Search America's historic newspaper pages from 1789-1949 or use the U.S. Newspaper Directory to find information about American newspapers published between 1690-present. Chronicling America is sponsored jointly by the
National Endowment for the Humanities and the Library of Congress. external link Learn more
Image provided by: University of Illinois at Urbana-Champaign Library, Urbana, IL
Newspaper Page Text
A DAY ON CHICAGO BOARD OF TRADE, WHERE
THEY TOSS YOUR FOOD ABOUT AND SCREAM
BY FRED L. BQALT.
, The farmer plants the 'wheat.
; God makes it grow and ripen.
You eat it.
But the job of getting the wheat
from the farm to you is left to a wild
man in shirtsleeves who perspires
profusely, utters strange, gutteral
cries and makes weird signals with
The Chicago Board of Trade is the
largest food market in the world. I sat
in the visitors' gallery and saw direct-
J. Ogden Armour.
Biggest Meat Speculator in World.
ly beneath me a man in a telephone
booth hand a slip of paper to a boy.
The boy folded the paper in the
middle, so that no one might read its
message, and dashed with it to the
He gave it to a dapper, elderly man,
whose hair and pointed beard were
snow white. He was such an im
maculate, cultured-appearing old
man that I could not associate him
with the rough-and-tumble of the pit.
But when the elderly man the
"floor man" for a big firm of brokers
t had scanned the message he under
went an instant and curious change.
His face turned red, then purple. The
muscles of his neck stood out in
cords. He threw back his head and
s crGfLHi fid
And he'beld up FOUR FINGERS.
"Sort of a panic?" I asked.
"No," said my guide, a veteran
operator. "The market is dull today."
One finger in the wheat pit means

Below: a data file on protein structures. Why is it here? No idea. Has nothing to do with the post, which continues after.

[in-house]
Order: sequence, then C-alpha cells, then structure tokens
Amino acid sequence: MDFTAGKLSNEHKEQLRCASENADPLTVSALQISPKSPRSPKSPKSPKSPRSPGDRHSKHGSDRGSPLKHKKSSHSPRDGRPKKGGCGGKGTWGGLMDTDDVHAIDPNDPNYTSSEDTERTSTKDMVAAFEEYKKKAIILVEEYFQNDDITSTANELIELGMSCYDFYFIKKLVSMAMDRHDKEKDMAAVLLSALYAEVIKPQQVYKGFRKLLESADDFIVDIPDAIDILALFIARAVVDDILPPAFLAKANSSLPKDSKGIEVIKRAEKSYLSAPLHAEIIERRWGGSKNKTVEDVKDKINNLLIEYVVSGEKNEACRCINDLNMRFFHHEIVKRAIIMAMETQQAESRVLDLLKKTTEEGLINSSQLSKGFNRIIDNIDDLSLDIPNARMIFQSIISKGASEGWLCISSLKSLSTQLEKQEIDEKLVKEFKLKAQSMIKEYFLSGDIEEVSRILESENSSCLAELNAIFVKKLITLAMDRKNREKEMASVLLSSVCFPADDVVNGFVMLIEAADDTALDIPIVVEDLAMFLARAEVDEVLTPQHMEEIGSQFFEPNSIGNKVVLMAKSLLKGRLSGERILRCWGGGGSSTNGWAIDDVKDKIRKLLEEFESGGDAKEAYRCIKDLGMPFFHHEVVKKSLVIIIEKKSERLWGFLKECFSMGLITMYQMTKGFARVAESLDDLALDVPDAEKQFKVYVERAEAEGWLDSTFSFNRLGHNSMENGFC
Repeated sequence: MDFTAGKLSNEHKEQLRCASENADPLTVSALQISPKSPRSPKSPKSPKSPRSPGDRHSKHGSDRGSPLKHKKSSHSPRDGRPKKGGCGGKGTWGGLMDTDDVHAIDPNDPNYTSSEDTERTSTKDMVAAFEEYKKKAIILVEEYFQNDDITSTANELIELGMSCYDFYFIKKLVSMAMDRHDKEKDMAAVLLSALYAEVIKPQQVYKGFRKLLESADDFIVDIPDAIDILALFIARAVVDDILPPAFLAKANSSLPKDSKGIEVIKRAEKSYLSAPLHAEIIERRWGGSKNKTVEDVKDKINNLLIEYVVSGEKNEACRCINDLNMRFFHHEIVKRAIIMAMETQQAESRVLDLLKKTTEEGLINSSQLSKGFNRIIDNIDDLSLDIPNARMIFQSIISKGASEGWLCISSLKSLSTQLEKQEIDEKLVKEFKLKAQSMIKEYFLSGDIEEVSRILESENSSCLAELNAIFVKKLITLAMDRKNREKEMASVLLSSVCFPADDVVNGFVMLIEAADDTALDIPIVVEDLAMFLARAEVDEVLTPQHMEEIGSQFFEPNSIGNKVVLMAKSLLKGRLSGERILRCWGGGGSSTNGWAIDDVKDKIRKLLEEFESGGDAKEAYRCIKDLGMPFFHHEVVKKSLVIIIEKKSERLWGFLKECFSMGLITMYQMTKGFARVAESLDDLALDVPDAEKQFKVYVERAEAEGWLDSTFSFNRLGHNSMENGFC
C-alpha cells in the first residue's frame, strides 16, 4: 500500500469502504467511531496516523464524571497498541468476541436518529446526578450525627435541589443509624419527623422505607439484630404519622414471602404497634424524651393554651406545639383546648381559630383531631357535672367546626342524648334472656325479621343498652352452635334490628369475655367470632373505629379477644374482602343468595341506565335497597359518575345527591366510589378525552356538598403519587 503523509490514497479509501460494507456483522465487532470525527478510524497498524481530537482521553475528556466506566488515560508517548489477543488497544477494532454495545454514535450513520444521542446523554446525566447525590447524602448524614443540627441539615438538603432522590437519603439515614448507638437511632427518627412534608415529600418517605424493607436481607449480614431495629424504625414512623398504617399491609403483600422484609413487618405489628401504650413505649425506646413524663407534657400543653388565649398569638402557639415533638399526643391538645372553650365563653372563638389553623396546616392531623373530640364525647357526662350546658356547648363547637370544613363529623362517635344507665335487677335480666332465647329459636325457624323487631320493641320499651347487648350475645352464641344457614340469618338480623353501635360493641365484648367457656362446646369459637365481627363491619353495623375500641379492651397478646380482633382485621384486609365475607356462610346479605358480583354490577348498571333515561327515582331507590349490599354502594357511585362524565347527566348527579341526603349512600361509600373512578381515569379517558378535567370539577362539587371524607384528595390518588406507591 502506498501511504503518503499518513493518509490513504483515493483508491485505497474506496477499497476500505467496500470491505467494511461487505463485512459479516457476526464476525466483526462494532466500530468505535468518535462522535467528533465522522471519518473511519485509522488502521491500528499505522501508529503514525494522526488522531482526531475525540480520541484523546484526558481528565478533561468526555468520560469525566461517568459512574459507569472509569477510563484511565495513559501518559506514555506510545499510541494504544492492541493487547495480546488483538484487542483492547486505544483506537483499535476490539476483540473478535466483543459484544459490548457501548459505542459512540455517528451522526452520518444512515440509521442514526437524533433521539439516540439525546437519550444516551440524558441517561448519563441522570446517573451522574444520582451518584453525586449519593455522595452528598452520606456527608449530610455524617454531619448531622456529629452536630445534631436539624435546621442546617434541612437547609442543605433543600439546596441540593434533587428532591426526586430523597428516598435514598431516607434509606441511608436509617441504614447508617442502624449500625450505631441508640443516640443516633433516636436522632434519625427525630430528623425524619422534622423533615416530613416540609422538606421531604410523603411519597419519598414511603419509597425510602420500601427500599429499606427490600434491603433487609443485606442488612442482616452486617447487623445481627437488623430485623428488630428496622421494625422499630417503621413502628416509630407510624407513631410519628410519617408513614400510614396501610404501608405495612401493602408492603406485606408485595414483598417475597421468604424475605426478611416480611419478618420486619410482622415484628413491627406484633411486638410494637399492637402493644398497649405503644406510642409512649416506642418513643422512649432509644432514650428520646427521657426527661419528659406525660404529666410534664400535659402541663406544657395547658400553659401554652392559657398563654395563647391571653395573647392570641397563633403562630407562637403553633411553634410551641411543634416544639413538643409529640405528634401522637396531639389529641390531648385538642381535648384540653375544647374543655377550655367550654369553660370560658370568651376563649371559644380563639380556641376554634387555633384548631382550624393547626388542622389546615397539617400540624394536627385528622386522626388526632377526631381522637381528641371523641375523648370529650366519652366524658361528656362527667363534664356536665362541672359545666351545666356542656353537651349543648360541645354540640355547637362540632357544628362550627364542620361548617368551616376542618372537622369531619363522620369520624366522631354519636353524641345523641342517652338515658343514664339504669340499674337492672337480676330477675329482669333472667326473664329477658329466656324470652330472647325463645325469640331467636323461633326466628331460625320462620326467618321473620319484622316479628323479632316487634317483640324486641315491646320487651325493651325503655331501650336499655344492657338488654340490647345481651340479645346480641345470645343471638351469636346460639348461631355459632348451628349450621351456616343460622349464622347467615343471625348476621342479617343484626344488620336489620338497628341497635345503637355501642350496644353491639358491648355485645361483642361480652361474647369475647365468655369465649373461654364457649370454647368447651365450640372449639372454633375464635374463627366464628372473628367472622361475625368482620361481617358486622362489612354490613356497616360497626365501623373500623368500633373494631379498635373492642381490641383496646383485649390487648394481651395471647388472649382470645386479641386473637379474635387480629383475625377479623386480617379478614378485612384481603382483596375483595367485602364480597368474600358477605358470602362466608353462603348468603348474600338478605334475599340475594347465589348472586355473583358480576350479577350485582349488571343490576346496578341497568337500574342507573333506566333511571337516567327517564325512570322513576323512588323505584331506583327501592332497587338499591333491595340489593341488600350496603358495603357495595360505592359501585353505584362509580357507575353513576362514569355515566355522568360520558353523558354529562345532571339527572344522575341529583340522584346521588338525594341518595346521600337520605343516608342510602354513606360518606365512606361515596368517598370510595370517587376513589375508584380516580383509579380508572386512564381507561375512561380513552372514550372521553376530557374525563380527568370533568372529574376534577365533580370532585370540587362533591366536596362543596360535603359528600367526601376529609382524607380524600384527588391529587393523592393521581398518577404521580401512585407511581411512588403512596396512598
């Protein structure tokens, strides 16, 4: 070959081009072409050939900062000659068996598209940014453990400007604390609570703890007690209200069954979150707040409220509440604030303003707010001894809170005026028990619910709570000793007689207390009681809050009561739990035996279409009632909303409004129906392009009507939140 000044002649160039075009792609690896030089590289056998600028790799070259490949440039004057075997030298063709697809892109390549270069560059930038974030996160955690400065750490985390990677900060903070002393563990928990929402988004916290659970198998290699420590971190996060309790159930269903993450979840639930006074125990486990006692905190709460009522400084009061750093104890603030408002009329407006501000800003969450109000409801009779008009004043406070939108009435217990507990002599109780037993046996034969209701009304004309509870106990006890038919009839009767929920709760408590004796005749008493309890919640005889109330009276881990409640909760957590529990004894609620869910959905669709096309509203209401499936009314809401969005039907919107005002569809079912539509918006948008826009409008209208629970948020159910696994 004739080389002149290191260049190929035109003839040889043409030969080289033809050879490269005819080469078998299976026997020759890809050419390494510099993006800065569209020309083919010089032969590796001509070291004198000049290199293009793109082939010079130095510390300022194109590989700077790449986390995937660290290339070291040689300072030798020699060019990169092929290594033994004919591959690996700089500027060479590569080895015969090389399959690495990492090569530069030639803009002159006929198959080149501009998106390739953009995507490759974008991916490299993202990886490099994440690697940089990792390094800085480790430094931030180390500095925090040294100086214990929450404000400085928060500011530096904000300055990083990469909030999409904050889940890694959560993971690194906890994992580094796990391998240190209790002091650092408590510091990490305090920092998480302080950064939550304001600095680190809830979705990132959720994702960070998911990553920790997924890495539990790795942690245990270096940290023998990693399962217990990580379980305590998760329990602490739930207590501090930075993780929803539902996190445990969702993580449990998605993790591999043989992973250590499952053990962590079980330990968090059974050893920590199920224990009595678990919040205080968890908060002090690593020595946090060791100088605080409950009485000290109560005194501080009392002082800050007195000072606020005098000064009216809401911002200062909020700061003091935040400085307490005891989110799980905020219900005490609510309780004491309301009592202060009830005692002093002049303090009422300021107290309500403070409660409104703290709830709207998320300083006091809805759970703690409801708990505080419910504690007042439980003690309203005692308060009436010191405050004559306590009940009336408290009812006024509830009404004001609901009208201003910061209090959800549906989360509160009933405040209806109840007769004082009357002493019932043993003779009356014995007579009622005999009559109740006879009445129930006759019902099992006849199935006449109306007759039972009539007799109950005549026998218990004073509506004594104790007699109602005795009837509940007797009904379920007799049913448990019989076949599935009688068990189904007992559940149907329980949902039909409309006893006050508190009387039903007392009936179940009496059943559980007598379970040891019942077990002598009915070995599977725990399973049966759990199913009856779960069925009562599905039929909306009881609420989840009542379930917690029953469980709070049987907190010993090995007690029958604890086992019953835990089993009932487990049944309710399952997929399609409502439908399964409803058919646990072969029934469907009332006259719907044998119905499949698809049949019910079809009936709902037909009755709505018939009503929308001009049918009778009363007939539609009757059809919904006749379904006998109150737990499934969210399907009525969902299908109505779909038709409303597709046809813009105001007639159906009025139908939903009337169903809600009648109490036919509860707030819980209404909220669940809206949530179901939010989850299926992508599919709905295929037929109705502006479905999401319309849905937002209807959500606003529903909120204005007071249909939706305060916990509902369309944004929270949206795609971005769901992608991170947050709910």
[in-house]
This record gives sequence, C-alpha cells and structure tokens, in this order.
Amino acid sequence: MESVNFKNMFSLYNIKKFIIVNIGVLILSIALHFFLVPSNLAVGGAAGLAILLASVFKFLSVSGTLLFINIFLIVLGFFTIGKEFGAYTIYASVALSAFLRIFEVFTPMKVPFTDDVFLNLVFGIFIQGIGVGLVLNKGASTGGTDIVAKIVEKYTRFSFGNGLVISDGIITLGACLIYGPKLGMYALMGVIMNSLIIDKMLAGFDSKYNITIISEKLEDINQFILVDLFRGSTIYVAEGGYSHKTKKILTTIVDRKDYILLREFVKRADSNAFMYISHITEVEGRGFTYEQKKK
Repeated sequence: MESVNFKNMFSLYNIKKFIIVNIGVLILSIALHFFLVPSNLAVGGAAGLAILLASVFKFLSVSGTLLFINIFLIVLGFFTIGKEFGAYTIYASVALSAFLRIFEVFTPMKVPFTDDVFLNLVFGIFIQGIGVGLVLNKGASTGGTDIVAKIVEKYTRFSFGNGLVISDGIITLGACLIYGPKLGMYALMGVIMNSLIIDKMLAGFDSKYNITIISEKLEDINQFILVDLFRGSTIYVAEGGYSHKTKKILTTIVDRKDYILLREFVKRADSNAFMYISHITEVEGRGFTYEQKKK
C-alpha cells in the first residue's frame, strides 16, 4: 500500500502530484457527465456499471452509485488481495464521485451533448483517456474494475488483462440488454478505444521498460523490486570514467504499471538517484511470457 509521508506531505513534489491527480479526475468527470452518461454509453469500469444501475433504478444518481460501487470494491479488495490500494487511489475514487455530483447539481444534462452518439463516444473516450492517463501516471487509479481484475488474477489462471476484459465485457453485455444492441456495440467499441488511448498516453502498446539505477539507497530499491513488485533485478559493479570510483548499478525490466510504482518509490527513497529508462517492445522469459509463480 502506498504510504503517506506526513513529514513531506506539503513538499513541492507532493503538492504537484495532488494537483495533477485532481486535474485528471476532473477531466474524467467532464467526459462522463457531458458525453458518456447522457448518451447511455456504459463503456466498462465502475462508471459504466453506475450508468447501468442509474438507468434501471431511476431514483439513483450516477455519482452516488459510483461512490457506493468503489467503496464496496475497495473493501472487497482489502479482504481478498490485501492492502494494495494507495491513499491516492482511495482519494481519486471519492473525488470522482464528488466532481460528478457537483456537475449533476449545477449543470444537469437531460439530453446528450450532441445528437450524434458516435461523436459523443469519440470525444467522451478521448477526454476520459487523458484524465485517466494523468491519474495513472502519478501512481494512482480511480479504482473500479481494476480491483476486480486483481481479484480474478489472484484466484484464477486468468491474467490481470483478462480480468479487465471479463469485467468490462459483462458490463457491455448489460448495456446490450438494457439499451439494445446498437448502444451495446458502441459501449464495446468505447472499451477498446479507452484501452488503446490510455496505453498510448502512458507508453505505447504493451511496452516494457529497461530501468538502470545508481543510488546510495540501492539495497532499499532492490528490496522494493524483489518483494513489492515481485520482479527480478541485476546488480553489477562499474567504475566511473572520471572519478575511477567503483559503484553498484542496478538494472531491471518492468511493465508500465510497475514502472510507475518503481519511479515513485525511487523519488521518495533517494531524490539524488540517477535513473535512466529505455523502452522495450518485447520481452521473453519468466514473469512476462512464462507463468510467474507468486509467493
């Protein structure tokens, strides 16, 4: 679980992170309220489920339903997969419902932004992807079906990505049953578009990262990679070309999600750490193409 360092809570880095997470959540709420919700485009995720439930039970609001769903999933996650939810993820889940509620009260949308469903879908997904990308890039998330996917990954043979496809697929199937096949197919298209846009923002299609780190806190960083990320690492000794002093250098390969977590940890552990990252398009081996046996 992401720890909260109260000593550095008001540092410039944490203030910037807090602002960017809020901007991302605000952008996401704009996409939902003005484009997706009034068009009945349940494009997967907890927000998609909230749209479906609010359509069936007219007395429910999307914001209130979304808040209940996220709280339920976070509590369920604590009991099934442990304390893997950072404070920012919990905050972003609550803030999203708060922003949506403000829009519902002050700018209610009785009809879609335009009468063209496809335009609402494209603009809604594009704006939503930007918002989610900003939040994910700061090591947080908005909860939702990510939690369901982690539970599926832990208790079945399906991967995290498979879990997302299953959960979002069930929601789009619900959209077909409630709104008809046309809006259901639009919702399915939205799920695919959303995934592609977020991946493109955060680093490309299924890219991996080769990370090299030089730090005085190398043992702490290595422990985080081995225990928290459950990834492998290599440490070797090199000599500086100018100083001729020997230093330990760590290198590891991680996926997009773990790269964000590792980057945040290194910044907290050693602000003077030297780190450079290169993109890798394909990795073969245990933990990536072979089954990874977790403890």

5,000 bushels. The elderly man was
informing the world that he had 20,
000 bushels to sell.
And the pit went mad or seem
Instantly arms were raised and
waved. Thumbs were tucked under
fingers. Fingers were twisted about
thumbs. For the men in the wheat
pit have .a sign language. They were
bidding for the 20,000 bushels.
The elderly man sold his wheat
and yawned. He wasn't as mad as
he seemed. A boy on a platform hand
ed a yellow slip to a telegraph oper
ator behind him and as the key click
ed, the financial world knew that so
much wheat of such-and-such a
grade, and for delivery at a certain
item, had changed hands in Chicago.
The elderly man never raised a
grain of wheat in his Hfe. He didn't
know where the 20,000 bushels came
from or where it was going. The boy
from the telephone booth handed him
another message and he went mad
Others were doing the same thing
holding up one finger, two fingers,
whole flstfuls of fingers.
Suppose a farmer plants 200 acres
of wheat Suppose the crop averages
16 bushels to the acre, or 3,000 bush
els. Why, the elderly man cleaned up
the combined wheat crop of an entire
farming community when he wig
gled his four fingers.
.Wheat or. corn Qr oats or, provjh